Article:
October 29, the last day of the Congress, included many interesting conversations. First, Leyla Bousquet (France) and Asma Barlas (Pakistan/USA) participated in a discussion on Qur’anic Hermeneutics. Ms. Bousquet offered an interesting analysis of certain passages in the Qur’an to elucidate the role of Mary (mother of Jesus) as a prophet and as a spiritual leader. For her part, Ms. Barlas (disclaimer: my wife) suggested a method for how the Qur’an can be read as a liberatory text. Starting from the position that religious knowledge is socially constructed (a result of a specific methodology and historical context), Ms. Barlas echoed al-Ghazali’s statement that it is neither universal nor sacred. Therefore, what Muslims read the Qur’an as saying depends on who reads it (historically, mostly men), how it is read (by means of what method) and in what contexts (mostly, patriarchies). In other words, the Qur’an does not privilege men over women, it has merely been read that way. Ms. Barlas then proposed an alternative methodology for reading the Qur’an in a holistic way, as a hermeneutic totality. The principles for this method of reading the Qur’an are derived from the Qur’an itself, and from an understanding of God as represented in the scripture: first, that God is One, and God’s sovereignty is One (thus, men cannot share God’s rule); second, that God is just, and does not transgress against the rights of anyone (thus, God cannot favor a system like patriarchy that transgresses against women); and third, that God is unlike anything created, above sex and gender (thus, references to God as He are bad linguistic conventions, not accurate descriptions of God’s being). Ms. Barlas also made it clear that she resists the label ‘feminist’ for herself. According to her, the problem with feminism is that it has secularized the idea of liberation (religion is seen as oppressive, and it is assumed therefore that believers are not free). As a result, some feminists —just like the Muslim conservatives they criticize— confuse the Qur’an with its patriarchal (mis)readings.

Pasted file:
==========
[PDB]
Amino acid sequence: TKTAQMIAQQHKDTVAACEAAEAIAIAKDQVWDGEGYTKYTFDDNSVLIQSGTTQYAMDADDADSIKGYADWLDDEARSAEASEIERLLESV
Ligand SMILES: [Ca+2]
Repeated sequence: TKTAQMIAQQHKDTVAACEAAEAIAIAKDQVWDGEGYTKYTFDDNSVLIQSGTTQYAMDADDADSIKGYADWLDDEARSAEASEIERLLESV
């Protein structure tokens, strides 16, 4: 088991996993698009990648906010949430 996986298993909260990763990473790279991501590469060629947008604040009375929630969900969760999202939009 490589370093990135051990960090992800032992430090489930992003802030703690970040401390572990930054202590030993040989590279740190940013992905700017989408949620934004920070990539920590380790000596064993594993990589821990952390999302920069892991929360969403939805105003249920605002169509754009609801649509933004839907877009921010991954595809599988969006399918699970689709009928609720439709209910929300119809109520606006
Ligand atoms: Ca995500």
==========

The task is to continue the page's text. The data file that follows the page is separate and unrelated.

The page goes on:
The next two panelists were Zainah Anwar (Malaysia) and Asra Nomani (India/USA). Ms. Anwar described the important work that Sisters in Islam is doing in Malaysia, and Ms. Nomani talked about her personal struggle to confront patriarchal Muslim traditions that negate the sexual rights of women, segregate women in mosques as if they were second-class believers, and prescribe a greater degree of social stigma and criminalization for women’s sexual misconduct than for men’s (Ms. Nomani has also published an article about the Congress on the Washington Post).
[Pictured to the right: Asma Barlas, Amina Wadud and Zainah Anwar]
The Congress then came to a close by proposing a series of preliminary conclusions (scroll down), which the organizers invited everyone to expand on. These include: